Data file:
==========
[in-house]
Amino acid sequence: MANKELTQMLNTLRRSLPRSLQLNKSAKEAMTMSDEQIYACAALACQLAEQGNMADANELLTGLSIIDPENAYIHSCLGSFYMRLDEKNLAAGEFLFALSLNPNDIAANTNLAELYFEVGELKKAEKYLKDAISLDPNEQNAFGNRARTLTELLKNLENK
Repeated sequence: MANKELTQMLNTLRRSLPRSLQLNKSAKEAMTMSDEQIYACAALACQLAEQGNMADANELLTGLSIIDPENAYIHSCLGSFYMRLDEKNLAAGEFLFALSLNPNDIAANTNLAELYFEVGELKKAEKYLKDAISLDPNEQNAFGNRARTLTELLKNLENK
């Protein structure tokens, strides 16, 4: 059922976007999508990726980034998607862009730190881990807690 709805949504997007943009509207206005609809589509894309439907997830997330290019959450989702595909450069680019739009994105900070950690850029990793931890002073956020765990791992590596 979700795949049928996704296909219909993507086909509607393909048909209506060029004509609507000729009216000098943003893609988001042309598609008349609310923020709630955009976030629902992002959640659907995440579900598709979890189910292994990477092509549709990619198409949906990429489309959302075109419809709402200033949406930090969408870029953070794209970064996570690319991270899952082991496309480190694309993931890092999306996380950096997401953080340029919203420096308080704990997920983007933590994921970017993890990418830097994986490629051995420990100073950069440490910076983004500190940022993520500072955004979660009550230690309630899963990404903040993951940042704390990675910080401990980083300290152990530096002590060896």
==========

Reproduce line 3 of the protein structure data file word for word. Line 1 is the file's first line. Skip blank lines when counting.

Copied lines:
Repeated sequence: MANKELTQMLNTLRRSLPRSLQLNKSAKEAMTMSDEQIYACAALACQLAEQGNMADANELLTGLSIIDPENAYIHSCLGSFYMRLDEKNLAAGEFLFALSLNPNDIAANTNLAELYFEVGELKKAEKYLKDAISLDPNEQNAFGNRARTLTELLKNLENK